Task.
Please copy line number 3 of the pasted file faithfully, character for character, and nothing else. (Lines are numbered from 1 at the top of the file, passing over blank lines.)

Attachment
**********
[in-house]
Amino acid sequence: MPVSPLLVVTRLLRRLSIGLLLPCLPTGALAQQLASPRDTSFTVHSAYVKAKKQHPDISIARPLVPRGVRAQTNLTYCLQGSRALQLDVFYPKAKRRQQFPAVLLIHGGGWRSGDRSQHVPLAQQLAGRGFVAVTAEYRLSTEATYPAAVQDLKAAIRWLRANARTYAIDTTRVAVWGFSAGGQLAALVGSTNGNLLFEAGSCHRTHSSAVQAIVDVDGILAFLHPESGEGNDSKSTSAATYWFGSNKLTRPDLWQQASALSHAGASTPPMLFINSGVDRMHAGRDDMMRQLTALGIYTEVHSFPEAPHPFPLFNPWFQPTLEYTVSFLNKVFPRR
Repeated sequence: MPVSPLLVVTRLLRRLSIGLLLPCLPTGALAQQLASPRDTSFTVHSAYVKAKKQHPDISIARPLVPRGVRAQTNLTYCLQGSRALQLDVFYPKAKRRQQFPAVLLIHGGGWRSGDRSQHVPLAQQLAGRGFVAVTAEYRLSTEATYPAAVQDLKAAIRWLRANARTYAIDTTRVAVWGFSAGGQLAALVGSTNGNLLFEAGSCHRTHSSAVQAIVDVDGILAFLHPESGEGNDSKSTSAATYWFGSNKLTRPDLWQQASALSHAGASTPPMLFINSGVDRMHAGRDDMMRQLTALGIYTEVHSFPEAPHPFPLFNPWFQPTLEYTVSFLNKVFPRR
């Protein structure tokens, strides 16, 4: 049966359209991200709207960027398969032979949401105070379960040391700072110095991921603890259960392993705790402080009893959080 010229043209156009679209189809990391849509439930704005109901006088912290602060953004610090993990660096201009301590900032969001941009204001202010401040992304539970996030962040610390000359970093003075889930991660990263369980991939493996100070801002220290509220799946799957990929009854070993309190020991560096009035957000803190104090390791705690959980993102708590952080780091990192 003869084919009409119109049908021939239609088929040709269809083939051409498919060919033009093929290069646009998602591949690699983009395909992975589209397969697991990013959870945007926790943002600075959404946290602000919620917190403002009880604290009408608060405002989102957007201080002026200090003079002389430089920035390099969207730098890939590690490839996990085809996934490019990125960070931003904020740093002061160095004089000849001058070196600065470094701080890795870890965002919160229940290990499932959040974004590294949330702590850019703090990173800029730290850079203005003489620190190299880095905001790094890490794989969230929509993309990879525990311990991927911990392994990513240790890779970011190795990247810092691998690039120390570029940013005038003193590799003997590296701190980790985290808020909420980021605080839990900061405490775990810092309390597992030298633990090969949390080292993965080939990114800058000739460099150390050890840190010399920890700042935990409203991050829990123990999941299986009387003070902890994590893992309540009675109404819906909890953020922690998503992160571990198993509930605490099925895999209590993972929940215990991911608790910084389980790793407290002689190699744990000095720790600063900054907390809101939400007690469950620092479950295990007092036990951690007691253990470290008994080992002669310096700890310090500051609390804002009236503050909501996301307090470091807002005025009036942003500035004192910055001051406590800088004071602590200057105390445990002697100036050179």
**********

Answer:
Repeated sequence: MPVSPLLVVTRLLRRLSIGLLLPCLPTGALAQQLASPRDTSFTVHSAYVKAKKQHPDISIARPLVPRGVRAQTNLTYCLQGSRALQLDVFYPKAKRRQQFPAVLLIHGGGWRSGDRSQHVPLAQQLAGRGFVAVTAEYRLSTEATYPAAVQDLKAAIRWLRANARTYAIDTTRVAVWGFSAGGQLAALVGSTNGNLLFEAGSCHRTHSSAVQAIVDVDGILAFLHPESGEGNDSKSTSAATYWFGSNKLTRPDLWQQASALSHAGASTPPMLFINSGVDRMHAGRDDMMRQLTALGIYTEVHSFPEAPHPFPLFNPWFQPTLEYTVSFLNKVFPRR